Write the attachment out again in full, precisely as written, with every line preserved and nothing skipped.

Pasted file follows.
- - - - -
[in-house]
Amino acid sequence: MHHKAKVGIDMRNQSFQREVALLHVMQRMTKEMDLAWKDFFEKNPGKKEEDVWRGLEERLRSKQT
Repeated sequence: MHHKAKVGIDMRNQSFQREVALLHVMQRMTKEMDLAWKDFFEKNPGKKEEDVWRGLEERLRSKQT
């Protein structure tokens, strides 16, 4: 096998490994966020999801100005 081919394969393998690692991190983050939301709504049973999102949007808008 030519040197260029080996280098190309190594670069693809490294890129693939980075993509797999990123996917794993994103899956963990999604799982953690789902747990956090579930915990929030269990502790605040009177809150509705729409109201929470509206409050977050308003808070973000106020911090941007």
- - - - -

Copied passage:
[in-house]
Amino acid sequence: MHHKAKVGIDMRNQSFQREVALLHVMQRMTKEMDLAWKDFFEKNPGKKEEDVWRGLEERLRSKQT
Repeated sequence: MHHKAKVGIDMRNQSFQREVALLHVMQRMTKEMDLAWKDFFEKNPGKKEEDVWRGLEERLRSKQT
């Protein structure tokens, strides 16, 4: 096998490994966020999801100005 081919394969393998690692991190983050939301709504049973999102949007808008 030519040197260029080996280098190309190594670069693809490294890129693939980075993509797999990123996917794993994103899956963990999604799982953690789902747990956090579930915990929030269990502790605040009177809150509705729409109201929470509206409050977050308003808070973000106020911090941007």